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Comment: a=$((10#$a)) trick

← Revision 29 as of 20160708 00:31:36 ⇥
8933
fixed typo

Deletions are marked like this.  Additions are marked like this. 
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/!\ '''Integer delcaration is considered harmful.''' Don't do this. It makes your code difficult to read, because you need to know whether a given variable is declared as an integer or not, to know what a command does.  /!\ '''Integer declaration is considered harmful.''' Don't do this. It makes your code difficult to read, because you need to know whether a given variable is declared as an integer or not, to know what a command does. 
Arithmetic in BASH is integer math only. You can't do floating point math in Bash; if you need that capability, see Bash FAQ #22.
The $[ ] syntax is deprecated. Please use $(( )) instead.
Arithmetic Expansion
POSIX sh (and all shells based on it, including Bash and ksh) uses the $(( )) syntax to do arithmetic, using the same syntax as C. (See the Bash hackers article for the full syntax.) Bash calls this an "Arithmetic Expansion", and it obeys the same basic rules as all other $... substitutions.
$(( )) is the first example of a math context, meaning a context where the syntax and semantics of C's integer arithmetic are used. This will be discussed in more detail below.
Here are a few examples using $(( )):
# POSIX sh i=$((j + 3)) lvcreate L "$((24 * 1024))" n lv99 vg99 q=$((29 / 6)) r=$((29 % 6)) if test "$((a%4))" = 0; then ...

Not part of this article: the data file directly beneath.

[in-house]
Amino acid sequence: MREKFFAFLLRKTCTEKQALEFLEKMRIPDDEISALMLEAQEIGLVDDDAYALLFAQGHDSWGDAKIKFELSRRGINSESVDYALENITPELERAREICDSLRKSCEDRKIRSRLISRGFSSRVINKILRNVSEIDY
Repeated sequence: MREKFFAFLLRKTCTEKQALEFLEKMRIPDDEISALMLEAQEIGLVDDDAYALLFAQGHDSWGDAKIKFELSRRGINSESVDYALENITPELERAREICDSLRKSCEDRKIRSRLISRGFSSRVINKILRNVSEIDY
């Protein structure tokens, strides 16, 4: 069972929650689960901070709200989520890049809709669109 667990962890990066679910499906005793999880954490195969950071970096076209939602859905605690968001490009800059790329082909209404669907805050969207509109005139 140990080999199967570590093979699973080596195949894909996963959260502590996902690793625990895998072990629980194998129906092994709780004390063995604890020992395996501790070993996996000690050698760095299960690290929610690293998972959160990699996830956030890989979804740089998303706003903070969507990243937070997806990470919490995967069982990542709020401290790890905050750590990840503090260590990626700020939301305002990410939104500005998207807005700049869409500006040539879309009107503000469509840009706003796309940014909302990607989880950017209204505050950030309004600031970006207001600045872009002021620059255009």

Notes:
Arithmetic operators include all of the C operators (arithmetic, bit shifting/masking, ternary ?:), plus ** for exponentiation.
You may use commas to separate multiple expressions within a single math context. The final value of the arithmetic expression is that of the last commadelimited expression.
 All arithmetic is done with 64bit signed integers (as of Bash 2.05b  may be different in other shells).
 Variable names in a math context are substituted with their values, as long as those values are valid integers. In Bash, this substitution continues recursively until an integer or an invalid variable name is generated. Unset or empty variables are evaluated as 0.
Numbers without leading 0 are treated as base 10. Numbers with a leading 0x are treated as base 16. Numbers with a leading 0 (not followed by x) are treated as base 8. You may put 10# or 16# (etc.) in front of a number to force it to be interpreted in a given base  more on this later.
Arithmetic Commands
Bash also offers two forms of commands that use a math context. The expressions within the math context follow the same rules as the expressions inside $(( )), but since we have a command, we also get an exit status, and side effects.
The exit status is based on the value of the (last) expression. If the expression evaluates to 0, the command is considered "false" and returns 1. Otherwise, the command is considered "true" and returns 0. See below for examples of this.
The first arithmetic command is let:
let a=17+23 echo "a = $a" # Prints a = 40
Note that each arithmetic expression has to be passed as a single argument to the let command, so you need quotes if there are spaces or globbing characters. Thus:
let a=17 + 23 # WRONG let a="17 + 23" # Right let 'a = 17 + 23' # Right let a=17 a+=23 # Right (2 arithmetic expressions) let a[1]=1+1 # Wrong (try after touch a1=1+1 or with shopt s failglob) let 'a[1]=1+1' # Right let a\[1\]=1+1 # Right, but very odd.
The second command is (( )). It works identically to let, but you don't need to quote the expressions because they are delimited by the (( and )) syntax. For example:
((a=$a+7)) # Add 7 to a ((a = a + 7)) # Add 7 to a. Identical to the previous command. ((a += 7)) # Add 7 to a. Identical to the previous command. ((a = RANDOM % 10 + 1)) # Choose a random number from 1 to 10. # % is modulus, as in C.
> or < inside (( )) means greater/less than, not output/input redirection. An expression containing one of these evalutes to either 1 (if the comparison is true) or 0 (if false).
if ((a > 5)); then echo "a is more than 5"; fi
(( )) is used more widely than let, because it fits so well into an if or while command.